FDA Panel Recommends Moderna's Coronavirus Vaccine For Emergency Use
Advisers to the Food and Drug Administration voted 20-0 to recommend that the agency authorize Moderna's vaccine for emergency use during the pandemic. There was a single abstention.
In a 20-0 vote, with one abstention, a panel of advisers to the Food and Drug Administration recommended that the COVID-19 vaccine being developed by Moderna be authorized for emergency use in adults during the pandemic.
If the agency authorizes the vaccine for emergency use, as is expected, it would become the second to be deployed in the U.S to fight the coronavirus.
The vote in favor of the vaccine was taken to answer the agency's question: Do the benefits of the Moderna vaccine outweigh its risks for use in people age 18 and older?
The vaccine is 94% effective in preventing COVID-19, and the agency's analysis said there are no specific safety concerns that would stand in the way of authorization.
One member of the committee reframed the question during the deliberations. "The question that's being asked [of] us is do we have enough evidence in hand to say that the benefits of this vaccine outweigh what, at the moment as far as severe safety issues, are theoretical risks. I think the answer to that question is clearly yes," said Dr. Paul Offit, director of the Vaccine Education Center at Children's Hospital of Philadelphia. "The question is never when do you know everything, it's when do you know enough."
Some side effects were common in the main clinical trial of the Moderna vaccine, which included more than 30,000 people, half of whom received two shots of vaccine and half of whom received two shots of placebo a month apart. Most everyone experienced pain at the injection site — 92%. Other common reactions included fatigue (69%), headache (63%) and muscle pain (60%).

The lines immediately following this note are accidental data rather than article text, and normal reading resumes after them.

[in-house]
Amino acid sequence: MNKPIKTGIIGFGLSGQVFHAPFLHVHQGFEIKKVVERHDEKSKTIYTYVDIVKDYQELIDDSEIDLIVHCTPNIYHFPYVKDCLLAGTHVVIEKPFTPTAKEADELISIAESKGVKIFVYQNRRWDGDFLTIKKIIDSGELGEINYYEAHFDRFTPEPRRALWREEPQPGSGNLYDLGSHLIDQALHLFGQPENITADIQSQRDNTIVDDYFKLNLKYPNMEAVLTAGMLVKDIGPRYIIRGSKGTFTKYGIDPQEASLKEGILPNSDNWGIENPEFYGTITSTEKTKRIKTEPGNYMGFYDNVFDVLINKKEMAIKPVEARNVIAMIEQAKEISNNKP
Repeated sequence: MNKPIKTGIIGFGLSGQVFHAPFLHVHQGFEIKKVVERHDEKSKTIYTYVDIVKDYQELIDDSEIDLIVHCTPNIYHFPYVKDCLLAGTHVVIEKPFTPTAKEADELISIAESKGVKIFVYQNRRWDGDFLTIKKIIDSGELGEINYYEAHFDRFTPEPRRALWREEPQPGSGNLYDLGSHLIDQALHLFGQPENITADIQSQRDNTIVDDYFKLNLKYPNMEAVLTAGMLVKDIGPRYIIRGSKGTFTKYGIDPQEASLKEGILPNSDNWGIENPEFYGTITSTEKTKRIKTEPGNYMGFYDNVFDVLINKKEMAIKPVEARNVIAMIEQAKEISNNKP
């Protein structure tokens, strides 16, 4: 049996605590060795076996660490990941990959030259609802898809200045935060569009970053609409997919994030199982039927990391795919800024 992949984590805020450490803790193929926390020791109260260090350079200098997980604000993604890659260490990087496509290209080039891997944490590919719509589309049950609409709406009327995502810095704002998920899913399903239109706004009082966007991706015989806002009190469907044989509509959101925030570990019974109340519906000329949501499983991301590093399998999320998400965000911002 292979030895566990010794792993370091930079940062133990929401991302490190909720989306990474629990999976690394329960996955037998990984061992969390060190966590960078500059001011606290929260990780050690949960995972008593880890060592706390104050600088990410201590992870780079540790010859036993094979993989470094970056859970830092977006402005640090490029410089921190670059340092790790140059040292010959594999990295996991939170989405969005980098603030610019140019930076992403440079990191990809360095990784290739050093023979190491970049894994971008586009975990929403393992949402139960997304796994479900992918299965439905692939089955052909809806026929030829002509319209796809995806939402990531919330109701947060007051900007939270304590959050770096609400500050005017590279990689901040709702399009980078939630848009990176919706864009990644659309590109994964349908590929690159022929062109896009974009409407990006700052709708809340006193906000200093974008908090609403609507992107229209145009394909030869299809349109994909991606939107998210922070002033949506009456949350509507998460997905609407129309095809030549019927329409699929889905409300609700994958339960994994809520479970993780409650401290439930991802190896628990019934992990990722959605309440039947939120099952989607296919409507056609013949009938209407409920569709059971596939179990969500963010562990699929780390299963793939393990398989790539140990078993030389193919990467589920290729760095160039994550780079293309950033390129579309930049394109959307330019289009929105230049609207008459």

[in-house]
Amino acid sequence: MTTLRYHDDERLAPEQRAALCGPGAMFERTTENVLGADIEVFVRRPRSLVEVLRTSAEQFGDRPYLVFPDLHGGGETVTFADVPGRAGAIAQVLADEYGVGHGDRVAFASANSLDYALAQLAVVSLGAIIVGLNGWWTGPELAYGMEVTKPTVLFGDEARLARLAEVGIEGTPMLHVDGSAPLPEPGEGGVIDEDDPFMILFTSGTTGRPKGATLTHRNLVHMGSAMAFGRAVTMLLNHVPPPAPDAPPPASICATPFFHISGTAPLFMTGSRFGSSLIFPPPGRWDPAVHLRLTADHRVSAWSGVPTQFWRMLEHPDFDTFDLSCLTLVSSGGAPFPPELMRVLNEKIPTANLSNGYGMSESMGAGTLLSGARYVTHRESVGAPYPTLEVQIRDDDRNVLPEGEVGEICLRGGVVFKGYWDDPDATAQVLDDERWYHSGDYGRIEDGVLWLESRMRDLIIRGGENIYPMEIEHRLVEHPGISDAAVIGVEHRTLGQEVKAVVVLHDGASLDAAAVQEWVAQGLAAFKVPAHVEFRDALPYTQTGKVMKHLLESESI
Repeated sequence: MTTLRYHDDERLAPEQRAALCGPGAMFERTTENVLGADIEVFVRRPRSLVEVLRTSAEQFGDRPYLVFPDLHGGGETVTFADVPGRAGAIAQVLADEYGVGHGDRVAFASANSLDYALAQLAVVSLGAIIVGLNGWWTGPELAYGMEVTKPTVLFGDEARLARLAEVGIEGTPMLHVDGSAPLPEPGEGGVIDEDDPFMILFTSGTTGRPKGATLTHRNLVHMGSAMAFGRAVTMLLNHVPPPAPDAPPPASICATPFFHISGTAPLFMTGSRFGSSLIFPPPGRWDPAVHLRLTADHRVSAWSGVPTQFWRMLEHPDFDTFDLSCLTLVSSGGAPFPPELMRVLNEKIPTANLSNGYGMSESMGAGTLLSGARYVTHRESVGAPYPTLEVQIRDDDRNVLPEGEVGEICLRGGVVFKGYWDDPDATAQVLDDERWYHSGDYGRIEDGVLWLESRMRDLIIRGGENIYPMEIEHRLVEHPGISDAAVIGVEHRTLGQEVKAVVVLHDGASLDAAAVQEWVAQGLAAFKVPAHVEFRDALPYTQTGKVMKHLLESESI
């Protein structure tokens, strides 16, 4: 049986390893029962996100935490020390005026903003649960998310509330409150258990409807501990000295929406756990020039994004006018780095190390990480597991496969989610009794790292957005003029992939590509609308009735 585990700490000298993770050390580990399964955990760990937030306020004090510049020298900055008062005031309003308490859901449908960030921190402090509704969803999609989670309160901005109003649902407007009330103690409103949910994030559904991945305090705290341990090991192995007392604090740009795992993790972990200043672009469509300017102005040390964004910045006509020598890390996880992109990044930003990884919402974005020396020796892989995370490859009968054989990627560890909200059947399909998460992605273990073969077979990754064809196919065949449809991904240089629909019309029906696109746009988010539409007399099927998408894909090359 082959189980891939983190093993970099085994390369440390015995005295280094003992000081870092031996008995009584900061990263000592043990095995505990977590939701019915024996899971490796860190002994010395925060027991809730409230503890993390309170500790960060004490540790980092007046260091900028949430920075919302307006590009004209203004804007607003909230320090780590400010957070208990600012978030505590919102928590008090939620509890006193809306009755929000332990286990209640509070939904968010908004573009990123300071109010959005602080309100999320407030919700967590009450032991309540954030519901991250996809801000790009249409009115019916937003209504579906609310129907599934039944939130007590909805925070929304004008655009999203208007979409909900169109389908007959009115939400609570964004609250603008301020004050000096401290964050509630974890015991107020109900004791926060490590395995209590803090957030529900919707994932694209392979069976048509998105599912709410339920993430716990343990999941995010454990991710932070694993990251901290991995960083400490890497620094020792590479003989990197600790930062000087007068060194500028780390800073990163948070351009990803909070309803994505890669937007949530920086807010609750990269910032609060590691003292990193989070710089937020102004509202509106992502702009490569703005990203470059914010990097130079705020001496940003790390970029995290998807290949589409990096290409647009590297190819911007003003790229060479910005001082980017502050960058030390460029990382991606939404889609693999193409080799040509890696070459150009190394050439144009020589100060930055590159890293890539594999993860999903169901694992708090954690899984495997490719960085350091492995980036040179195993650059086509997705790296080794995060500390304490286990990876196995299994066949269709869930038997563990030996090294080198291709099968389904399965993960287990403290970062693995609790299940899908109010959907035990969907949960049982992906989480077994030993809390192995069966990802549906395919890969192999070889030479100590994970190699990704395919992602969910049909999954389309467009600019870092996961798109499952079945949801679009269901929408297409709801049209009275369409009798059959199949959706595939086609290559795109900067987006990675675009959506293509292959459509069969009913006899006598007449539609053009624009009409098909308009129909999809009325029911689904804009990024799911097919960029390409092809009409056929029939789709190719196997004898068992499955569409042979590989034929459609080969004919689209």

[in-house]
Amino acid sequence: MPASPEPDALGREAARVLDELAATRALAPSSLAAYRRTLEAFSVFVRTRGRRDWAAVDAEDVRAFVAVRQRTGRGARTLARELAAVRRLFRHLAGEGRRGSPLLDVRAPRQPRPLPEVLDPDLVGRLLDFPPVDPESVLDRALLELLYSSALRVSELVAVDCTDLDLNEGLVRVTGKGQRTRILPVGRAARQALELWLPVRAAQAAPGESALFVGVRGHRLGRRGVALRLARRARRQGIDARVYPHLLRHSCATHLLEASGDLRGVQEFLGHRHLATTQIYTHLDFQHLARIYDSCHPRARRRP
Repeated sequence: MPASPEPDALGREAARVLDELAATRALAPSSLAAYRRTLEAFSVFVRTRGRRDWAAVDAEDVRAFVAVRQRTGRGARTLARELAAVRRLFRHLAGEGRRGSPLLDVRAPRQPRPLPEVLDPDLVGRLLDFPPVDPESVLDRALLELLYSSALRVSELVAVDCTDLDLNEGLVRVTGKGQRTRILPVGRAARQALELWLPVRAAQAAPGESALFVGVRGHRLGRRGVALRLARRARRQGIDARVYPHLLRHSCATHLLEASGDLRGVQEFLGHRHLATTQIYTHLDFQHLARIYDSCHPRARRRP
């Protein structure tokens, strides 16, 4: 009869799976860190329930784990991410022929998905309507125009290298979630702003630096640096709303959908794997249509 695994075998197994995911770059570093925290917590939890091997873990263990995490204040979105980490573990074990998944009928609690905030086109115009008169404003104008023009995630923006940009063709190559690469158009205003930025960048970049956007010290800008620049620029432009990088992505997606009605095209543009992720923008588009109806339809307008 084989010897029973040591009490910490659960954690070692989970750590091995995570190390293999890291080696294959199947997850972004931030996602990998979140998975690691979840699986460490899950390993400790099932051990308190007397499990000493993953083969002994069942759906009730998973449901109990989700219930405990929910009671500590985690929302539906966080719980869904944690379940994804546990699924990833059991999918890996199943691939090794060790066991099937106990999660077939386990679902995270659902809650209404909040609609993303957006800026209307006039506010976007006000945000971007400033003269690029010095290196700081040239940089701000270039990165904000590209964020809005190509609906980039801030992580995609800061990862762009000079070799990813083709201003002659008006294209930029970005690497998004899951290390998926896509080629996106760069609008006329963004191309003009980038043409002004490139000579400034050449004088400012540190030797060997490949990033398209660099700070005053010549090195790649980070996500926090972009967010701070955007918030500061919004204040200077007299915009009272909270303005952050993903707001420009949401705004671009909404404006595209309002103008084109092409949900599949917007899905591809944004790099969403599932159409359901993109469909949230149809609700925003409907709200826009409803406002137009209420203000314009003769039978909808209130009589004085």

Serious adverse reactions were uncommon. There were three reports of a facial paralysis called Bell's palsy in the vaccine group and one in the placebo group. The FDA said there wasn't enough information to determine if the vaccine caused the cases.
Questions about allergic reactions came up during the committee meeting. There have been reports of severe allergic reactions to the Pfizer-BioNTech vaccine since it was rolled out in the U.K. and this country.
David Martin, vice president for pharmacovigilance at Moderna, said there were no cases of anaphylaxis immediately following vaccination among the nearly 15,000 people who got the vaccine as part of the company's phase 3 clinical trial. He added: "It's important to note that participants with a history of anaphylaxis or urticaria or other hypersensitivity, were not excluded from study 301," as the Moderna phase 3 trial is called.
The FDA analysis supports a case that the Moderna vaccine should be authorized for emergency use, a quicker approach than the standard for full licensure.
During the committee meeting about the Pfizer vaccine, the main sticking point was whether the evidence for use of the vaccine in 16- and 17-year-olds was sufficient to include them in the population to get the vaccine. The 17-4 vote, with one abstention, to recommend an emergency use authorization including those people reflected some doubts among a few of the experts that the evidence was adequate. Still, the solid majority vote paved the way for the agency to OK the vaccine, including for use in older adolescents.
Authorization of Moderna's vaccine was only considered for adults, so the committee didn't have to grapple with the issue of what to do about younger people.
A week ago, however, Moderna said it had begun testing the vaccine in adolescents ages 12 to less than 18 earlier. Those data could support an expansion of vaccine use in the future.
The FDA authorized the Pfizer COVID-19 vaccine last Friday, a day after the same panel voted in favor of it. It wouldn't be a surprise if the agency followed the same timetable for Moderna's.
Joe Palca contributed to this report.
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